Make sure your passport is current – keeping in mind that some countries now require that your passport must be valid for at least six months after your return to the United States. If you don’t have a passport, get one as soon as possible. You’ll need proof of US citizenship (an official birth certificate from the county where you were born), proof of identity (a driver’s license will do), two recent two-inch by two-inch color photographs, and a completed official passport form. You may obtain a passport from a State Department Passport Agency, federal or state courthouse, or US post office. The fee for obtaining a passport will be listed on your application. Passports are valid for ten years from the date of issue for adults and five years for children. You should apply for your passport at least three months before you plan to travel. There will be an additional fee for a rush passport.
Guard your passport
Don’t hand your passport over to unauthorized persons or pack it in your luggage. It’s valuable! Keep a record of your passport number, the date and place of its issue. Take a photocopy of the first page of your passport with you when you travel and leave one with a friend or family member to be safe. If it is lost or stolen, immediately notify local police and the nearest American embassy or consulate. You will be able to get a temporary passport, but you will have to fill out a detailed report and follow the same procedure required to obtain your original passport.
Some countries require visas. A visa is an endorsement made in a passport allowing entry into the country you’re visiting, testifying that your passport has been examined and found in order. It permits you to visit that country for a specified purpose and usually for a limited time. Apply directly to the embassies or consulates of the countries you plan to visit. Gomega Travel will be happy to help you with this process. If you’re traveling with a group, some countries accept group visas as opposed to individual visas, and Gomega Travel will make these arrangements.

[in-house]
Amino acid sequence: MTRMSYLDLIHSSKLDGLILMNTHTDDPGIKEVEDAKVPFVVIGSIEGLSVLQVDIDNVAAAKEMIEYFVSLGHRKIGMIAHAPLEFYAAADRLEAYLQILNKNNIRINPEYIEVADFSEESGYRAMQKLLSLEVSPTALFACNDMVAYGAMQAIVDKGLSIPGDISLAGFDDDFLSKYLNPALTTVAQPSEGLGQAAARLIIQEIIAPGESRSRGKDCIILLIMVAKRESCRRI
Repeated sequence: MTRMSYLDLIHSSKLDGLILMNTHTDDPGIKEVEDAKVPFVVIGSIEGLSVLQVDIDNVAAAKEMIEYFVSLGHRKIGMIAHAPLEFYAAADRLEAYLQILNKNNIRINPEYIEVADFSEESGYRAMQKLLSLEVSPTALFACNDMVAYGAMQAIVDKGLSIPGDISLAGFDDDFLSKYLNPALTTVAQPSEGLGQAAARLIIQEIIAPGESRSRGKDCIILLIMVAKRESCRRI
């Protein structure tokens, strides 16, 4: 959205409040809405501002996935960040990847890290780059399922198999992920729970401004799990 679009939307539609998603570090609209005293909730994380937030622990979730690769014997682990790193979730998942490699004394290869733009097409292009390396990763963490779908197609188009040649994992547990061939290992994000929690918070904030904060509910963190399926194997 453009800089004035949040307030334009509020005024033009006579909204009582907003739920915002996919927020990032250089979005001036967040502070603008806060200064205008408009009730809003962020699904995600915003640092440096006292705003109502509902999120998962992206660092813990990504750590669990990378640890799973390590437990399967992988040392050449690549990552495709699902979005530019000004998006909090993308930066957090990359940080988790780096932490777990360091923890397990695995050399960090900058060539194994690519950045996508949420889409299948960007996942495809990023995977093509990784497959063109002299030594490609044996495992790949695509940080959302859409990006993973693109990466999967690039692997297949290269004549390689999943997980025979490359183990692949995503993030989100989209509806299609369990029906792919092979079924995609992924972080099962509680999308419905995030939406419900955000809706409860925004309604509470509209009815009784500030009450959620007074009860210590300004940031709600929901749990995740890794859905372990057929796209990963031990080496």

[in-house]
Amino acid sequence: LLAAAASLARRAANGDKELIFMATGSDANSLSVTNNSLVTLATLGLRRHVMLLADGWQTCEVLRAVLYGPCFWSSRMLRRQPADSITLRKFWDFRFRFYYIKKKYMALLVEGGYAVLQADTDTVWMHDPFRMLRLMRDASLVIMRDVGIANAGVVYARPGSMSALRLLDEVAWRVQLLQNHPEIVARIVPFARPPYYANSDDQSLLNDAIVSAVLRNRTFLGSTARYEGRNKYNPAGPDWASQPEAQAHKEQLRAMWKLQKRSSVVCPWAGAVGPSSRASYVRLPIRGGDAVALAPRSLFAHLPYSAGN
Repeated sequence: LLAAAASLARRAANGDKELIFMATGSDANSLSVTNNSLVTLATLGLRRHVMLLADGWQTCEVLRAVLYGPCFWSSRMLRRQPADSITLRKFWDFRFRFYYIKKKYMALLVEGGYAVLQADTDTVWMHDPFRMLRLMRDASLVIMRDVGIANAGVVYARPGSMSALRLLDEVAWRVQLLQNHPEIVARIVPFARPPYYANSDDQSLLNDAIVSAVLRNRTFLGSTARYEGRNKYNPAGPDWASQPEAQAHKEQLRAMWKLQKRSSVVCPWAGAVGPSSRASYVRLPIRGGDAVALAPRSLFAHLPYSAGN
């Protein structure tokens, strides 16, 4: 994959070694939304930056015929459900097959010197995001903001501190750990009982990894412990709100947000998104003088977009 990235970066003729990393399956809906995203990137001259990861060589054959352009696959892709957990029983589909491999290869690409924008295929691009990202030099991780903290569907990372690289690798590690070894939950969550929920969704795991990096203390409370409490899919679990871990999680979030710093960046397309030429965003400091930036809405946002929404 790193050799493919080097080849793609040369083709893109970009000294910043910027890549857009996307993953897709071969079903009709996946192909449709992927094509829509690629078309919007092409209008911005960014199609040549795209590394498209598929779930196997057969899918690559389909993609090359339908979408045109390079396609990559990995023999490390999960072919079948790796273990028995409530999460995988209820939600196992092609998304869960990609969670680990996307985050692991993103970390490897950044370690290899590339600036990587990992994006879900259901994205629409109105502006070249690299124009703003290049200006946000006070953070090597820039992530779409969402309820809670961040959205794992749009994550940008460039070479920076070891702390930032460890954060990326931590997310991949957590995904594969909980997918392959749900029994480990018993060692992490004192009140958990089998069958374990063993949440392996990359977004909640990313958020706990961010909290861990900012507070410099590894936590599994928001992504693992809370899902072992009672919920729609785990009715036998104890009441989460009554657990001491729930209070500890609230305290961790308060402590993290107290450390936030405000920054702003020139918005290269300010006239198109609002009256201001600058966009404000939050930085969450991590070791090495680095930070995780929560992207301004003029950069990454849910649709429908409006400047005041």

Carry extra copies of everything
Take at least two copies of all of your important documents. These include your passport, tickets, traveler’s checks, birth certificate, credit cards, and visas. Keep one with you, and deposit the other in a safe place.
If you have any special health problems, have your doctor prepare your medical history for a foreign doctor. It should include your name and address, social security number, insurance company name and address, name and address of person to notify in case of emergency, blood type, medical history, current medications and dosages (generic names), list of drug allergies, reasons for prior hospitalizations, list of immunizations and dates. Also you might carry a medical alert card in your wallet or purse. This a a compact card, available at most pharmacies, stating any special medical conditions, allergies, and your blood type. Medic-Alert, a nonprofit foundation, will maintain whatever medical data you entrust to them on their computers. The information can be retrieved via an emergency phone call from anywhere in the world. They’ll also supply you with an identification bracelet. You can contact them at www.medicalert.org or Medic-Alert, Box 1009, Turlock, CA 95381, or call 1-800-344-3226.
Get your shots before you leave. Ask your doctor what shots and/or vaccinations you need for a specific area, or check with the Center for Disease Control in Atlanta, Georgia (404-332-4559) or www.cdc.gov. You should get any shots well in advance to avoid unpleasant side affects that could ruin your trip.
Finding medical help abroad
While planning your trip, ask your own doctor and dentist for lists of reliable practitioners in the area where you are traveling to. If you have no such list, find the nearest university teaching-hospital emergency room, or call the US embassy or consulate for recommendation. A nonprofit organization called the International Association for Medical Assistance to Travelers can provide valuable services in the event you become ill while traveling – from medical charts to lists of North American-trained, English-speaking doctors practicing abroad (who all accept standard fees). Membership is free, but the group relies on donations. Apply at least 8 weeks in advance. For information, contact IAMAT, 417 Center Street, Lewiston, NY 14092. Telephone: 716-754-4883 or online at www.iamat.org.
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